Making Europe fit for the digital age

European Commissioner-designate for Europe Fit for Digital Age Margrethe Vestager of Denmark takes a picture ahead of her hearing before the European Parliament in Brussels, Belgium October 8, 2019. REUTERS/Francois Lenoir

With the new European Commission now in place, it is clear that the European Union (EU) will be very active in addressing key digital policy issues over the next few years. Just as the EU sought to address concerns about online privacy through the adoption of the General Data Protection Regulation (GDPR), the EU is now likely to develop new legislation on artificial intelligence, e-commerce, platform liability, digital taxation, competition, and other issues. The new Commission, led by President Ursula von der Leyen, has clearly identified creating a “Europe fit for the digital age” as one of two major priorities—the other being climate change. In her political guidelines, then President-elect von der Leyen called for Europe to grasp “the opportunities from the digital age within safe and ethical boundaries… we have to find our European way, balancing the flow and wide use of data while preserving high privacy, security, safety, and ethical standards.” She embraced both a significant investment in new technologies and innovation, but also a focus on regulatory initiatives that aim to protect European citizens and build European leadership in the digital economy.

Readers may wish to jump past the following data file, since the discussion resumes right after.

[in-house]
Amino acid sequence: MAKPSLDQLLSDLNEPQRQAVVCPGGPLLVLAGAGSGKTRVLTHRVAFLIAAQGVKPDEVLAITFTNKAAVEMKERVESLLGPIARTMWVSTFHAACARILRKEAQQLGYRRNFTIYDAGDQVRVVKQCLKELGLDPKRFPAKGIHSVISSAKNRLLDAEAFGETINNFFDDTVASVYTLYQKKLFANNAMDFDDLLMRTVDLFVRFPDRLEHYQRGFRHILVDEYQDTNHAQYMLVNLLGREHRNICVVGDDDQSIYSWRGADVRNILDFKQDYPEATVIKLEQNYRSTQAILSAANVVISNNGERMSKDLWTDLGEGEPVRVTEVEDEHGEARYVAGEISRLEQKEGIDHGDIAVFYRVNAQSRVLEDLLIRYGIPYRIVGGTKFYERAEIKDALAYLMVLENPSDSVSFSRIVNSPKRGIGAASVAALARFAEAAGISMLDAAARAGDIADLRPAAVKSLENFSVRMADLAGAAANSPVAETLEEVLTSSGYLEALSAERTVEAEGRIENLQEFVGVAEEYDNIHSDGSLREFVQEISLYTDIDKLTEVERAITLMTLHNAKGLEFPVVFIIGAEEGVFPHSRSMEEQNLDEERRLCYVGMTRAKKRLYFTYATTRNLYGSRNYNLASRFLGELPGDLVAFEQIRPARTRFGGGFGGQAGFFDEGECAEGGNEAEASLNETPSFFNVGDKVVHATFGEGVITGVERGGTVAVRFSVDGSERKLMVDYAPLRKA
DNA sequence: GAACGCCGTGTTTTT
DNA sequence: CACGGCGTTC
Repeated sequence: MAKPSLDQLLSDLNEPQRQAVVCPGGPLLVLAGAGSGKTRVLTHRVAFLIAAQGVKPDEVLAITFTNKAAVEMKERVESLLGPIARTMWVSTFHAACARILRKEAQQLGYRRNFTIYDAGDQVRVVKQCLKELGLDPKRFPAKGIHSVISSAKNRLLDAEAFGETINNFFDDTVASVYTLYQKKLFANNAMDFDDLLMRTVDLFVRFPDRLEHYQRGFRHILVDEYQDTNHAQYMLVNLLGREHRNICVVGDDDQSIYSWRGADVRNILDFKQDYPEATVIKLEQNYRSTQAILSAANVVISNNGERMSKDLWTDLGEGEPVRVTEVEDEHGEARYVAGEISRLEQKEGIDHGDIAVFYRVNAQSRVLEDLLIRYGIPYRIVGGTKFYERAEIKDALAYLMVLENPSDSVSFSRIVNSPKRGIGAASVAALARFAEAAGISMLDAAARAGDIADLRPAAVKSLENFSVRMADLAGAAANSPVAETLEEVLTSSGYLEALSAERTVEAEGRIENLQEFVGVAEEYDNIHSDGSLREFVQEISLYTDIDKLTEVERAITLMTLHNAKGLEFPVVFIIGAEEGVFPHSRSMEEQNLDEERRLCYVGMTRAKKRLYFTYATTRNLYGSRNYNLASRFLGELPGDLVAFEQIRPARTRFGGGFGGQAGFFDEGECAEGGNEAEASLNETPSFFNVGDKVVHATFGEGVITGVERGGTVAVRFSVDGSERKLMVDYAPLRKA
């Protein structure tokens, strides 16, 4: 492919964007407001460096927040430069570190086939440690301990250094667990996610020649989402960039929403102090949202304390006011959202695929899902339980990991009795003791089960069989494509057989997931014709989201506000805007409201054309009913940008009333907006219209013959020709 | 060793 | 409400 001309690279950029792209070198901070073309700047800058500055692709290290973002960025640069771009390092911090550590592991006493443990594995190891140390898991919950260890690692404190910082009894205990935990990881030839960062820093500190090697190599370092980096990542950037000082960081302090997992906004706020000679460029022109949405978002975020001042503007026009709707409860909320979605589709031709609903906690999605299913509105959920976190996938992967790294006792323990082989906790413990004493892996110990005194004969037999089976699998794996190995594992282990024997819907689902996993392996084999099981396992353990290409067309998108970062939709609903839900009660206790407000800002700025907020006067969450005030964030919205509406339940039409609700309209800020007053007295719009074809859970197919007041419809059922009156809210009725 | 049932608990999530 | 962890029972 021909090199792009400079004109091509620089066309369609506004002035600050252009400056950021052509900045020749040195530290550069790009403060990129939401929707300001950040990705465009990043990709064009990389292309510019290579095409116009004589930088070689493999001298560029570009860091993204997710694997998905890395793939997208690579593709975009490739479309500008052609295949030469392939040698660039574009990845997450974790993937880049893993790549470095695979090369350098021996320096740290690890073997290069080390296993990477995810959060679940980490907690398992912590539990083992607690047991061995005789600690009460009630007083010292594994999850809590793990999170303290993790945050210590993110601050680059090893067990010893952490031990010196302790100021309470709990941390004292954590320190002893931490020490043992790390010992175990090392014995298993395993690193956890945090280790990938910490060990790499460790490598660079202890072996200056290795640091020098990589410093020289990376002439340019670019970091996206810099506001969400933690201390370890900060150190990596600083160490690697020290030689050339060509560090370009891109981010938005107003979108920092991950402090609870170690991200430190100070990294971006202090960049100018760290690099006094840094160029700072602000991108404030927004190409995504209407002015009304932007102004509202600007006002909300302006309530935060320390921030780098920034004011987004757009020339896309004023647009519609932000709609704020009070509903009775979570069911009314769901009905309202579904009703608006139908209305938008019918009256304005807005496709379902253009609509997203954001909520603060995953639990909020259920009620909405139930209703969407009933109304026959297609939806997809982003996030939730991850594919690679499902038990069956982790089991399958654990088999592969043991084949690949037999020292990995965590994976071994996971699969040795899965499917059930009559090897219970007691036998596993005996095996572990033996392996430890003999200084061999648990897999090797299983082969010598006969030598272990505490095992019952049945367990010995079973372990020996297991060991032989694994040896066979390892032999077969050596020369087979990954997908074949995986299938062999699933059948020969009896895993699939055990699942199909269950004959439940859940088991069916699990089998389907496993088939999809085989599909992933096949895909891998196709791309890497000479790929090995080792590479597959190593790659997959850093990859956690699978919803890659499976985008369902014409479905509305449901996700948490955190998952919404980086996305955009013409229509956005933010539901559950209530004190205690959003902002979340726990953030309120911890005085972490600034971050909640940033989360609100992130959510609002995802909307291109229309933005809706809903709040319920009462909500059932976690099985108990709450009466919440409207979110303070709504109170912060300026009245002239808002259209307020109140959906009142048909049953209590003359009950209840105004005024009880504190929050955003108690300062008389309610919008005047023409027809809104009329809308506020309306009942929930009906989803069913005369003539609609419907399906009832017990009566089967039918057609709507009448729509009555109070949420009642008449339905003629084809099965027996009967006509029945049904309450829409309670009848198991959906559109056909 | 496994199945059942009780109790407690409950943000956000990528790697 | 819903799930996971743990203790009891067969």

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This focus on digital policy is embedded in a new economic strategy that represents a return to thinking in traditional European terms about an industrial strategy, one that would ensure that European companies face a “level-playing field” on their own continent but that also makes room for innovative European start-ups. This is coupled with a new emphasis on economic, and specifically, technological sovereignty, so as to ensure that the European economy is not vulnerable to the regulatory, investment, or trade whims of other governments. The new focus is motivated in part by concerns over the implications of Chinese investment—including in European 5G—as well as the impact of US tariffs and the dominance of US tech corporations. The shift has gained traction in EU policy circles quickly, including among the leadership. It is far from clear what this will mean for US companies and other non-EU entities that have become major players in the European digital market.